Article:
Thursday, February 11, 2010
CALL-IN @ 866-893-5722, 866-893-KPCC; OR JOIN THE CONVERSATION ONLINE ON THE PATT MORRISON BLOG AT KPCC-DOT-ORG
1:06 - 1:39
1:41 - 1:58:30
Disappointment, loneliness and hype overkill: just some of the many reasons to dread Valentine's Day
It's a manufactured holiday that has, for generations, artificially raised the expectations of couples everywhere and beat down the single and lonely-Valentine's Day, while ostensibly about love and romance, is just as much about bitterness and disappointment. Every year we hope for the best, from our spouses or desired lovers, and every year most of our expectations go unmet. Sure, there are those lucky souls who are swimming in love that will rejoice on February 14th, but for the spurred among us join in the fun of hating Valentine's Day!
2:06 - 2:30
Joe Torre's Safe at Home come to L.A.-are the Dodgers anything but?
Joe Torre has done it all in his extensive baseball career: he's won an MVP award as a player, he coached the New York Yankees to four world championships and he's managed some of the biggest stars in baseball, from Derek Jeter to Manny Ramirez. But he'd be the first to tell you that none of those feats tops the work he's done with his foundation "Safe at Home," which operates a dozen domestic violence resource centers. The Safe at Home Foundation is opening its first office in Los Angeles, expanding to the West Coast in the same manner that Torre did three years ago when he took over the Dodgers. While Safe at Home is growing, the Dodgers had a worryingly passive offseason, failing to make any significant offers to any major free agents. Will the nasty McCourt divorce negatively affect the Dodgers in 2010?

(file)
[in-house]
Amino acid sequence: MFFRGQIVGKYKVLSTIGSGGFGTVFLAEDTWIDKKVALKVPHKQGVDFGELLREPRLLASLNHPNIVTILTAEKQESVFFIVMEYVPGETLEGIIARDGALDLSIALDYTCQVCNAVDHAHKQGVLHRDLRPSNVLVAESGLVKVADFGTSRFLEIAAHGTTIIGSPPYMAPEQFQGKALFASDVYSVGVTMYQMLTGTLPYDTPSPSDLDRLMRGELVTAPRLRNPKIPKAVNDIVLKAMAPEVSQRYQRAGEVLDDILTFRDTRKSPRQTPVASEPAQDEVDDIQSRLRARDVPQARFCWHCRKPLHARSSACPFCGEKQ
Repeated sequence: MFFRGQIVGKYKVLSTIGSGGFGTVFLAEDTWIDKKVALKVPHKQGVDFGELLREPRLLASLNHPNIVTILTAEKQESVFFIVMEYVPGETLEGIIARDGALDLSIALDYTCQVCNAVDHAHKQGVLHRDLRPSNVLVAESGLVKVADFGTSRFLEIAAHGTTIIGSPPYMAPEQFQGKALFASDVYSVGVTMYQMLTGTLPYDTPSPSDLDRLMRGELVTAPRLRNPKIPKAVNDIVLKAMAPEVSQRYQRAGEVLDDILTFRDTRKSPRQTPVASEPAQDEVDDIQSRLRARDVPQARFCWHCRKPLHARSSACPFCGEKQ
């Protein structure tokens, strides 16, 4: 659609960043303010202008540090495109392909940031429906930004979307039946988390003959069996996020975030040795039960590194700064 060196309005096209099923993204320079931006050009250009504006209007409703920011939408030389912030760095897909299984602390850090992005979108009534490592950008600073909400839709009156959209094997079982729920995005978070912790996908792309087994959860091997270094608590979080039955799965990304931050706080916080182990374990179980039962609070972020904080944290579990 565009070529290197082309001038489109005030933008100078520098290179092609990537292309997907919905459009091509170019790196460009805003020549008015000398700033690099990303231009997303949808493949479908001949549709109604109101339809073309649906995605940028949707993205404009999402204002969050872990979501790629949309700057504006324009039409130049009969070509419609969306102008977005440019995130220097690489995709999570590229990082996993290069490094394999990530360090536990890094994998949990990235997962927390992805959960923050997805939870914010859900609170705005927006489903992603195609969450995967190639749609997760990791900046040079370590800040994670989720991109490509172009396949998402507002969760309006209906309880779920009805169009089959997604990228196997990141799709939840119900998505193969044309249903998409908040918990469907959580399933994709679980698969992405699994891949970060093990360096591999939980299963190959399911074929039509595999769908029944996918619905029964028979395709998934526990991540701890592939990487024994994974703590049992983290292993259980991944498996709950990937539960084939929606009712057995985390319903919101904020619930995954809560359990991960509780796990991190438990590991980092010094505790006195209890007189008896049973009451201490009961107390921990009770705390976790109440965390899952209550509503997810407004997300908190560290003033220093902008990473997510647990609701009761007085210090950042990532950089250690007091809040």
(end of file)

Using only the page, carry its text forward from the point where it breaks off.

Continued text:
Joe Torre, manager of the Los Angeles Dodgers; founder of the Safe at Home Foundation
HE CALLS US
* Torre ranks 5th in all-time Major League Baseball managerial wins. There's little doubt that Torre will be a first-ballot Baseball Hall of Famer upon his eligibility.
* Safe at Home Foundation has opened its first office in Los Angeles, with plans to open its first domestic violence center, Margaret's Place (named for Torre's mother) in L.A. by the Fall.
2:30 - 2:58:30
America's next hundred million
By 2050-and the most conservative estimates-America will add another 100 million people to its population. What will that look like in terms of water rights, home prices, public education and health care? The prospects may seem dim now, but Joel Kotkin says the forecast is pretty sunny. Nourished by mass immigration in a predominantly elderly world mired in ethnic conflict, America will emerge mid-century as the most affluent, culturally rich, and successful nation in human history, thanks to its pro-immigration and capitalist policies...really? Patt and Professor Kotkin discuss.
Joel Kotkin, distinguished Presidential Fellow in Urban Futures at Chapman University, he is also the author of "New Geography: How the Digital Revolution is Reshaping the American Landscape," and most recently, "The Next Hundred Million: America in 2050"